As my Spring Break ends, my nails are ragged and unkempt, but my stress level is pleasantly low. I’ve spent the days of my vacation communing with Nature via my yard-digging in the dirt. At night I read far too late, knowing I could sleep in the next morning if I chose. Usually though I rose around 7 a.m. for coffee and the news. As the coffee perked, I fed the cats. One morning I discovered that we’re also feeding a blue jay with that same cat food. I’ve seen it several times this week. The bird stands on the railing as its beady eyes carefully survey the surroundings. If no cat is in view, it settles down to eat its fill of dry cat food. Tasty stuff, apparently!
By 8 o’clock I was usually in the yard. We moved some roses from one place to another, which required some serious digging. Those roses had been in the same spot for many years. Stuart worked with a shovel to free them from the old bed, but Larry had already tilled the new one. Down on my hands and knees, I did a little digging with the trowel, down where I could smell the good clean earth and take my gloves off to run my fingers through it. I applied the fertilizer and patted the roses into their new home. Gloves are such an encumbrance. I think I worked as much without them as I did wearing them. When fatigue overcame me, I sprawled in the hammock and gazed up into the oak trees above me. Again discoveries inundated me.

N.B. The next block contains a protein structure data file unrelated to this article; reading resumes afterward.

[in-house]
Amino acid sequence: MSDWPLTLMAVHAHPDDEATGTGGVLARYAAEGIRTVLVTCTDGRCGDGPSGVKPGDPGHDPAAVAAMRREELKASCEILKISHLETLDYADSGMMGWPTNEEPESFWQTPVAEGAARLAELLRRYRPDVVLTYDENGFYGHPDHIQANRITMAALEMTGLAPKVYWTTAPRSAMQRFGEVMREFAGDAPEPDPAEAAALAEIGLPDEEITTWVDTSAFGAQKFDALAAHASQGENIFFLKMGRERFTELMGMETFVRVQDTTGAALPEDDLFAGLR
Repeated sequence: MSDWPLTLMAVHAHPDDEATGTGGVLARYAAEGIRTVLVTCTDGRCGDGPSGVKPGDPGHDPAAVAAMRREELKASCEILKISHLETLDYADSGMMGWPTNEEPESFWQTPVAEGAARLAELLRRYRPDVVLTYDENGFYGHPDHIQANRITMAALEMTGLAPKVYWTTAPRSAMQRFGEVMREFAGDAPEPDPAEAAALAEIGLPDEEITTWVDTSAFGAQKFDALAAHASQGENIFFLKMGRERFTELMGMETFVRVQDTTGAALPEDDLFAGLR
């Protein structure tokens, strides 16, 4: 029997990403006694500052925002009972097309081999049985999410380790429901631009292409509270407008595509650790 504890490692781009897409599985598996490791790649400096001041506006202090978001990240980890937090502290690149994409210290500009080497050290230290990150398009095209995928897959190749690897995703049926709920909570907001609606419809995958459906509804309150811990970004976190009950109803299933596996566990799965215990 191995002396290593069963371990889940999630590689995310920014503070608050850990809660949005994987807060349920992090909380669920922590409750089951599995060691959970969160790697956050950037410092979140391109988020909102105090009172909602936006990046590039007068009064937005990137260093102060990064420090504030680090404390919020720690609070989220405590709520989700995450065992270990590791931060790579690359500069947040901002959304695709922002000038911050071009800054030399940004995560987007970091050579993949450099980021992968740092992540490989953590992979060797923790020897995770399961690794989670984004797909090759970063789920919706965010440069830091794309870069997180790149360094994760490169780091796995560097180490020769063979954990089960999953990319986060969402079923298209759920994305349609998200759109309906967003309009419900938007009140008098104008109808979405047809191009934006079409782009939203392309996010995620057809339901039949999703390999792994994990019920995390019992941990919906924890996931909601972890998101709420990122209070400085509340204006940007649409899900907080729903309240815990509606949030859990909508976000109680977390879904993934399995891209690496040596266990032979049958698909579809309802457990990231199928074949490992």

A wonderful fragrance was teasing my nose as I lay there. Honeysuckle? I already knew that some grew out there. Looking more closely, I discovered the jasmine. I searched the uppermost branches with my eyes and found that the jasmine has climbed all the way to the top of one of the oak trees. I never knew, or maybe it just reached the top this year, but I can’t think of many things that smell better than Confederate Jasmine. I’ve enjoyed it all week. As a matter of fact, my whole yard smells like jasmine, and about the time it stops blooming, the gardenias will start—another wonderful scent. I never forget to smell the roses either.
I hope that my American literature students remember that the Transcendentalists believed in communing with Nature to heal the soul. While I was practicing the philosophy, I hope they were at least remembering it. We do have End-of-Course Tests next week, and it might behoove them to try to remember what we’ve learned this semester. Never mind. I’ll worry about that tomorrow. After all, tonight I’m still on vacation.
The gardening bug has bitten Larry, too, and he’s been toiling in the garden. I can nearly taste fresh squash and tomatoes. It won’t be long at the rate they’re growing. By the time school’s out, we should have some vegetables-a new job for us. I can hardly wait for fried green tomatoes. Real gratification comes when you fill the larder with your own vegetables, frozen or canned for the winter-yellow squash and green beans, bright red tomatoes sitting next to the peas with plenty of snaps. Those are real fruits of your labor.
My ragged nails don’t really bother me much. I’ve never been one to purchase manicures, so my hands will soon recover from all this manual labor. Grading papers isn’t quite so rough on the nails, but it’s harder on the brain and the stress level. Tomorrow I’ll reluctantly go off to school to meet my reluctant students, but when we get there, we’ll settle in and take care of finishing this school year. We have miles to go before we sleep. When afternoons come though, if you look for me, you’ll find me in the garden if I’m not too tired. If I’m not there, look for me in the hammock. I’ll be sniffing the jasmine.